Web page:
India’s Supreme Court Upholds Death Sentence for Delhi Gang Rapists

Rape protest Delhi
Indian students shout slogans during a protest against the rapes of two minor girls outside the police headquarters in New Delhi on October 18, 2015. SAJJAD HUSSAIN / Stringer

Updated | India’s Supreme Court has upheld the death sentences of four men convicted of raping and murdering a student in 2012.

Akshay Thakur, Vinay Sharma, Pawan Gupta and Mukesh Singh were sentenced to death in 2013 for the gang rape and murder of 23-year-old physiotherapy student Jyoti Singh on a private bus in Delhi in December 2012.

They beat Singh and her male companion with an iron rod and took turns raping her as the bus drove around the city. Singh died thirteen days later in a hospital in Singapore.

Her four men lost their appeal today when Justice R Banumathi ruled that the death penalty would be upheld. He said that the men had committed a “most brutal, barbaric and diabolical" crime that had “shaken society's conscience,” the BBC reported.

Singh’s family—who refer to her as “Nirbhaya” which means “fearless one”—welcomed the verdict, with her father telling Indian broadcaster NDTV : "It's not just a victory for my family, it's a victory for each and every woman in our country.”

The men’s only hope of escaping the death penalty would be a plea for clemency to the president. Legal experts have said that the sentences may take anything from several months to years to be carried out.

The attack sparked nationwide outrage and led to India’s parliament passing new anti-rape laws which doubled the prison sentence for offenders to 20 years, as well as criminalizing trafficking women, stalking and voyeurism. It also introduced the death penalty for serial rapists.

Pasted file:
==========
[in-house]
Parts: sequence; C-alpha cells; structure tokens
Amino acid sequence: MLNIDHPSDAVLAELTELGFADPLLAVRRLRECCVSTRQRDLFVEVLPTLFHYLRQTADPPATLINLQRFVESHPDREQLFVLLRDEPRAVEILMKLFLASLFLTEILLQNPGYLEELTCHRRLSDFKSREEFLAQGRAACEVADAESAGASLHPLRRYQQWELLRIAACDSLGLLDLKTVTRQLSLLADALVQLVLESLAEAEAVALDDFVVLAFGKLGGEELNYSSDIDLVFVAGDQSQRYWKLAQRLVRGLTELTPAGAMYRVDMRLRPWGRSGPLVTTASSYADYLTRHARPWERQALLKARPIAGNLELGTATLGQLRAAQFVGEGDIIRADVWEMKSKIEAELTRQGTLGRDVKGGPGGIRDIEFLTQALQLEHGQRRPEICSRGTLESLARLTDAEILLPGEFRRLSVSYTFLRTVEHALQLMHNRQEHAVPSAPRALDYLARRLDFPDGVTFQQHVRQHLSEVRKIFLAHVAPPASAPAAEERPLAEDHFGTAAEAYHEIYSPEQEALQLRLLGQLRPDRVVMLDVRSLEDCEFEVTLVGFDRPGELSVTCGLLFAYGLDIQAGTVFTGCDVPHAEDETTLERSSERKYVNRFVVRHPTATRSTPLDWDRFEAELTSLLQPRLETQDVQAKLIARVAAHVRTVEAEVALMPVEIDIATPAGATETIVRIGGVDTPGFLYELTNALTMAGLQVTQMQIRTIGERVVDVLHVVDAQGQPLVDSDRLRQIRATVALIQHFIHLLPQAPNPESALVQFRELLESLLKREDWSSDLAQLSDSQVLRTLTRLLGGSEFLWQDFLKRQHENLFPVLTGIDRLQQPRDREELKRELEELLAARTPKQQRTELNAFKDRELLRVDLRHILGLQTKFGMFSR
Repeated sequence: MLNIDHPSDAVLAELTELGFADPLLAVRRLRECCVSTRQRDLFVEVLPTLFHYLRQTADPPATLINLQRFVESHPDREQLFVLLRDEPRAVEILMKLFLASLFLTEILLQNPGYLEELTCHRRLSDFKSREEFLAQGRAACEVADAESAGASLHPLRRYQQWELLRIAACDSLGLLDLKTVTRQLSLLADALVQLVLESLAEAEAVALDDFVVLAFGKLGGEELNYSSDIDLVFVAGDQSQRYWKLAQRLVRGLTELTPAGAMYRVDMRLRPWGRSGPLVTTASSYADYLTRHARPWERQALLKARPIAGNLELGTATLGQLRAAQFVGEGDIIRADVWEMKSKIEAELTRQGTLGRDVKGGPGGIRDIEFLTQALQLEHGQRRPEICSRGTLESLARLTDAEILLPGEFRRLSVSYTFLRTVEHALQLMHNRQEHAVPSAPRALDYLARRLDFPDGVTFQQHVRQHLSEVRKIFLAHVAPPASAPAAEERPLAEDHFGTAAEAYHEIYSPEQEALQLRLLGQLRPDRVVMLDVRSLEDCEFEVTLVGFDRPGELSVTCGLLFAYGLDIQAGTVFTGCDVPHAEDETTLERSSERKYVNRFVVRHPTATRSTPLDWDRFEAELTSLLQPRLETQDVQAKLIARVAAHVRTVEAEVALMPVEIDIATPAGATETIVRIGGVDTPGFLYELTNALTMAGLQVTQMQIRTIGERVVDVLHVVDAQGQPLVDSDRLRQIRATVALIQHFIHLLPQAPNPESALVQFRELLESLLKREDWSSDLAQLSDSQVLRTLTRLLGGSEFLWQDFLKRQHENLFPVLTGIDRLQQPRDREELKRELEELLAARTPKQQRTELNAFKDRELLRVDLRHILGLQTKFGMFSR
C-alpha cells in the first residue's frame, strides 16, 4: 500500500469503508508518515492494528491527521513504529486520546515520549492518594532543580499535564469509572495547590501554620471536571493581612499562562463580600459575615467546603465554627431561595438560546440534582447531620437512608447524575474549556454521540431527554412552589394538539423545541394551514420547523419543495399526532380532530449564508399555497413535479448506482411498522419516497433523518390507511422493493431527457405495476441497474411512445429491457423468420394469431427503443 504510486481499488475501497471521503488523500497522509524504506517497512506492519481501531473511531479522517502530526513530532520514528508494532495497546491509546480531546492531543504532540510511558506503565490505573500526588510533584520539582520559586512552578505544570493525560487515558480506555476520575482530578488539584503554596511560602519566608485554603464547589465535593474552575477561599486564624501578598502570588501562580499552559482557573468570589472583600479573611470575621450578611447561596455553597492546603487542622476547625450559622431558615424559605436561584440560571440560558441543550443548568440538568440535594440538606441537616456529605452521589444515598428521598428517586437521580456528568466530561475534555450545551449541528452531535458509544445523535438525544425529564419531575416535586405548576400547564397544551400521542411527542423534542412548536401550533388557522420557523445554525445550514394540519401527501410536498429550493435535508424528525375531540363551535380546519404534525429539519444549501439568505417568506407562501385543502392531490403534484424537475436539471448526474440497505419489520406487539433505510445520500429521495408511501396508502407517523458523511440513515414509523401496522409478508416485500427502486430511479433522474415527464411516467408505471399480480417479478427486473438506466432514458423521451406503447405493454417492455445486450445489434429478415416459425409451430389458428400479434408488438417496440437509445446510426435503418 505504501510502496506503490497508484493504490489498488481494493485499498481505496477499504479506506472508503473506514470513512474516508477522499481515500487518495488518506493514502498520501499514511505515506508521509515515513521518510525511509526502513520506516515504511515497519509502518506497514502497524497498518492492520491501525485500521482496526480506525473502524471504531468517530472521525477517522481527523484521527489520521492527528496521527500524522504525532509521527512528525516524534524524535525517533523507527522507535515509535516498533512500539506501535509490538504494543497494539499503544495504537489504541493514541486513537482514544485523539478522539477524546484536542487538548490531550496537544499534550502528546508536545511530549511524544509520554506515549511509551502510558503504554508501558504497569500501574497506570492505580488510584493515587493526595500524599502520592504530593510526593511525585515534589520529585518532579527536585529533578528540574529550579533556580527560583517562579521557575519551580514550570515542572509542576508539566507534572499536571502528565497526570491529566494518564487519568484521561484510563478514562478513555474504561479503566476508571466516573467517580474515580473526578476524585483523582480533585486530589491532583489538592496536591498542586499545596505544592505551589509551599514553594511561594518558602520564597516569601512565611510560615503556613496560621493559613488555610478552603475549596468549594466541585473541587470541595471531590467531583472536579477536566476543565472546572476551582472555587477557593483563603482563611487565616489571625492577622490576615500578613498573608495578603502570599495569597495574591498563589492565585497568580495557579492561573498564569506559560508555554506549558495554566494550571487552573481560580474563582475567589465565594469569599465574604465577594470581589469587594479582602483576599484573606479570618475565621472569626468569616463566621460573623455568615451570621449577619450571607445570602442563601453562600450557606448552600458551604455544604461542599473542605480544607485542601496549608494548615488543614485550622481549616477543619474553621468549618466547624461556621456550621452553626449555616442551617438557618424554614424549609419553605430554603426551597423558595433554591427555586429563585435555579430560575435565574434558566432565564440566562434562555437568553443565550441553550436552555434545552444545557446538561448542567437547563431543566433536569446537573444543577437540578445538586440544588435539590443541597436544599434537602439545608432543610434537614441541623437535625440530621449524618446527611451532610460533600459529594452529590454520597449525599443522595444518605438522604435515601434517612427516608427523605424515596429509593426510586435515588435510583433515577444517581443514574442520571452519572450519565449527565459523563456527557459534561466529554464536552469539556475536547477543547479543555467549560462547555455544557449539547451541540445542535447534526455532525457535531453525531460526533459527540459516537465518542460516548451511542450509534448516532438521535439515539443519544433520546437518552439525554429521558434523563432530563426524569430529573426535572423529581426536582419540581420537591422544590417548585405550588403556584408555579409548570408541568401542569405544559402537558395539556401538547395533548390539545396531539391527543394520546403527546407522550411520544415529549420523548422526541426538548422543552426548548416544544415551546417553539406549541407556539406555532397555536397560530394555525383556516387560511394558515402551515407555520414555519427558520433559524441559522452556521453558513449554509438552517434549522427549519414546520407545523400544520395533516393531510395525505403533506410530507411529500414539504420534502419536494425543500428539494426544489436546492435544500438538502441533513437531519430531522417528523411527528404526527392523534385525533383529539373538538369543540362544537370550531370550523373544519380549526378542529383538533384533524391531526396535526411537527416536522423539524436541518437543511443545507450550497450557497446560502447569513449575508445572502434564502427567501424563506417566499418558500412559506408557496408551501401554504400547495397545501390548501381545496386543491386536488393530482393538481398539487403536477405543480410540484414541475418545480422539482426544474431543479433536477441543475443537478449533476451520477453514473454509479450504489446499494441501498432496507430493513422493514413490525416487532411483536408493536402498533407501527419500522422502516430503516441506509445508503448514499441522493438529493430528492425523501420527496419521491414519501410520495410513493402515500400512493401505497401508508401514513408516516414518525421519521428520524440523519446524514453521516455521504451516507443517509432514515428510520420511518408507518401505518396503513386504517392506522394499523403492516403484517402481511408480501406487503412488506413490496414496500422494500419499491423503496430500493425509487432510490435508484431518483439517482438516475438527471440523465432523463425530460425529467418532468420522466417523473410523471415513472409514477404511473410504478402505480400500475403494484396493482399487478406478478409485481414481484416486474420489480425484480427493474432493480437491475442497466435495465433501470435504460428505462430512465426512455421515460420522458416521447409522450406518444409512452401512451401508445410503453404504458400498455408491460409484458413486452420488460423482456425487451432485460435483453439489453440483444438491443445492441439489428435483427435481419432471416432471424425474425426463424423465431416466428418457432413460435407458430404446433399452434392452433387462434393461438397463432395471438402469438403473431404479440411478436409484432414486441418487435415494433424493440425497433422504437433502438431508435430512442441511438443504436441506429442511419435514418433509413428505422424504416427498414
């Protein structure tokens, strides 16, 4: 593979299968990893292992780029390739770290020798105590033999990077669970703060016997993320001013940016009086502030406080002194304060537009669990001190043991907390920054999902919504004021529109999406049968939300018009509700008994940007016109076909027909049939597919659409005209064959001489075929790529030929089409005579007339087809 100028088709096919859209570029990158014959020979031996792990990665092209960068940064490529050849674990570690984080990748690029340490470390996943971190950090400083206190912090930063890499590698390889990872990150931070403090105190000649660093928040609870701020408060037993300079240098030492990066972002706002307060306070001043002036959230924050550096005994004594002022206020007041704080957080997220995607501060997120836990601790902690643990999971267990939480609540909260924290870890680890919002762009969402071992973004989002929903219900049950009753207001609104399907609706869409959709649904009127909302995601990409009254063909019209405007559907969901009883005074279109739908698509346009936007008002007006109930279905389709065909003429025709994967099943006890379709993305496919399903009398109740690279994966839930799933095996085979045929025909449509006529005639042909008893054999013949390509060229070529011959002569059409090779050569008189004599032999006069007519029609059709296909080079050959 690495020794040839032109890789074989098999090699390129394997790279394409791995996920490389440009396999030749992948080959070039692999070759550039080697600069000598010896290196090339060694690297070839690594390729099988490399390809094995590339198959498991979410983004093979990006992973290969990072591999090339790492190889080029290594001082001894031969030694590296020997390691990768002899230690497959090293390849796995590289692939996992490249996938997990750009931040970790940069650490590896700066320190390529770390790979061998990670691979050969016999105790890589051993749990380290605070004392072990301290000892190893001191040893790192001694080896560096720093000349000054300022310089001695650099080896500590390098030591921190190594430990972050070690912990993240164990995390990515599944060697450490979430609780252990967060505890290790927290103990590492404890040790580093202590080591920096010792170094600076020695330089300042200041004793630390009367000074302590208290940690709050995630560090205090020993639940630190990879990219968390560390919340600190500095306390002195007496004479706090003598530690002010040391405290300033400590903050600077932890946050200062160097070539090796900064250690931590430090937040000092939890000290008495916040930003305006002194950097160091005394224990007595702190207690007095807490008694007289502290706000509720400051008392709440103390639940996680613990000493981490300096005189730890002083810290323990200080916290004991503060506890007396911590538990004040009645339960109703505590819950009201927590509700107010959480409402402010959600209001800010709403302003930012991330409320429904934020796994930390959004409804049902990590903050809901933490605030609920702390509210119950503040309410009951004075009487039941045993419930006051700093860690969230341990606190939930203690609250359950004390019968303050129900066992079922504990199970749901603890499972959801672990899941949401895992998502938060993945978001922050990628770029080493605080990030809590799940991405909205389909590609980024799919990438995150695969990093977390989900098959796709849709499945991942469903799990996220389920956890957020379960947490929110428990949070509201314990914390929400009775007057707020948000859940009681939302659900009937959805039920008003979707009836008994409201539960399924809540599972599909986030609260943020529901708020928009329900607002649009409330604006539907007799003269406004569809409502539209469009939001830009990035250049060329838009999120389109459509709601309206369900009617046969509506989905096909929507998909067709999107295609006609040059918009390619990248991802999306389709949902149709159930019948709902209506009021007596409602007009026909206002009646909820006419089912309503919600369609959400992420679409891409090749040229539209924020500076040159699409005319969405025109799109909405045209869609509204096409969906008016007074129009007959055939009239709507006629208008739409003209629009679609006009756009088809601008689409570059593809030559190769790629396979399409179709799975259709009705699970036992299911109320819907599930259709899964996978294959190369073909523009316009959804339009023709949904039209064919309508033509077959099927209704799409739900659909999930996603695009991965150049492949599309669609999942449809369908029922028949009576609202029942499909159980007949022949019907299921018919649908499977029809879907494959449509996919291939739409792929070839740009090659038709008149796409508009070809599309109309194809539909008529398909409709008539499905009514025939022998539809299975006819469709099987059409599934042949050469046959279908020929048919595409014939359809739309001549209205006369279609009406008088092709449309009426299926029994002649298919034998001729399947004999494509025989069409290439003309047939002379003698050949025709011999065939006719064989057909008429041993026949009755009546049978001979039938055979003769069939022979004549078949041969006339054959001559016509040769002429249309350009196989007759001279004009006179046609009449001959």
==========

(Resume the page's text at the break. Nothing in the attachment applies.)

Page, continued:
Legislators also voted to lower the age an offender can be tried for serious crimes from 18 to 16. One of Singh’s rapists was 17 and was released after serving three years at a correctional facility.

Despite the reforms, the number of rape cases across India remain alarmingly high. In 2015, 34,651 rapes were reported, an increase of 39 percent compared with 2011, the Wall Street Journal reported. The number of arrests for rape rose by 35 percent, with 42,036 people arrested in 2015 compared with 31,117 in 2012.

Aruna Kashyap, a lawyer with Human Rights Watch, tells Newsweek: "If India truly wants to move in the direction of ensuring safety and freedom from sexual assault for women, then Indian authorities should urgently invest in developing and implementing a multi-pronged approach to tackling sexual assault."

Kashyap said that while "the death penalty has emotive appeal, it defeats a rights-based approach to tackling sexual assault" and called on authorities to "make public spaces safer and accessible, address a lack of police accountability and introduce mandatory sex education in schools and colleges."

"True justice will be done to Jyoti Singh if women can board buses in India at midnight and return home safely from movies and dinners, without having to fear mobs of violent men," she said.

This story was amended to include a quote from Human Rights Watch lawyer Aruna Kashyap.